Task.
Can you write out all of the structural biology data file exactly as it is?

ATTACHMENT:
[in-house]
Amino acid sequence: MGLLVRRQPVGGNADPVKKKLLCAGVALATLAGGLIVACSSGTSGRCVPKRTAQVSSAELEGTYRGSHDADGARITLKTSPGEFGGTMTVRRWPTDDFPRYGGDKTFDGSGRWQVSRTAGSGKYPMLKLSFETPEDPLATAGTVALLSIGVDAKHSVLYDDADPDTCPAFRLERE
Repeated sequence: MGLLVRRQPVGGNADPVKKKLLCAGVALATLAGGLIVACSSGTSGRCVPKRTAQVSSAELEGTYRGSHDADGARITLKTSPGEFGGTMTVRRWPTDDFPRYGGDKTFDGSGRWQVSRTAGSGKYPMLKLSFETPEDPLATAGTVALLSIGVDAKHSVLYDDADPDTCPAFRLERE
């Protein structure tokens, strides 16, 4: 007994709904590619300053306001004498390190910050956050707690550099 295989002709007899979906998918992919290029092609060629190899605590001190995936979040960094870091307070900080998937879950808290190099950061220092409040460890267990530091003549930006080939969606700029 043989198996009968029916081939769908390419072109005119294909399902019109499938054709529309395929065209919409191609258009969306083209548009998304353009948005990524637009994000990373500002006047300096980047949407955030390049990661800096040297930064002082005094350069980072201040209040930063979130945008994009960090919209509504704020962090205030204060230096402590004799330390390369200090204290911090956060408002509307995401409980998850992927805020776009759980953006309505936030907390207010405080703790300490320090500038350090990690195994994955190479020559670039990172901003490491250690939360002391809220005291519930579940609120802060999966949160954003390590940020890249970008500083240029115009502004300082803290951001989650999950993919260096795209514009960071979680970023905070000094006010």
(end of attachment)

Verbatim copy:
[in-house]
Amino acid sequence: MGLLVRRQPVGGNADPVKKKLLCAGVALATLAGGLIVACSSGTSGRCVPKRTAQVSSAELEGTYRGSHDADGARITLKTSPGEFGGTMTVRRWPTDDFPRYGGDKTFDGSGRWQVSRTAGSGKYPMLKLSFETPEDPLATAGTVALLSIGVDAKHSVLYDDADPDTCPAFRLERE
Repeated sequence: MGLLVRRQPVGGNADPVKKKLLCAGVALATLAGGLIVACSSGTSGRCVPKRTAQVSSAELEGTYRGSHDADGARITLKTSPGEFGGTMTVRRWPTDDFPRYGGDKTFDGSGRWQVSRTAGSGKYPMLKLSFETPEDPLATAGTVALLSIGVDAKHSVLYDDADPDTCPAFRLERE
């Protein structure tokens, strides 16, 4: 007994709904590619300053306001004498390190910050956050707690550099 295989002709007899979906998918992919290029092609060629190899605590001190995936979040960094870091307070900080998937879950808290190099950061220092409040460890267990530091003549930006080939969606700029 043989198996009968029916081939769908390419072109005119294909399902019109499938054709529309395929065209919409191609258009969306083209548009998304353009948005990524637009994000990373500002006047300096980047949407955030390049990661800096040297930064002082005094350069980072201040209040930063979130945008994009960090919209509504704020962090205030204060230096402590004799330390390369200090204290911090956060408002509307995401409980998850992927805020776009759980953006309505936030907390207010405080703790300490320090500038350090990690195994994955190479020559670039990172901003490491250690939360002391809220005291519930579940609120802060999966949160954003390590940020890249970008500083240029115009502004300082803290951001989650999950993919260096795209514009960071979680970023905070000094006010």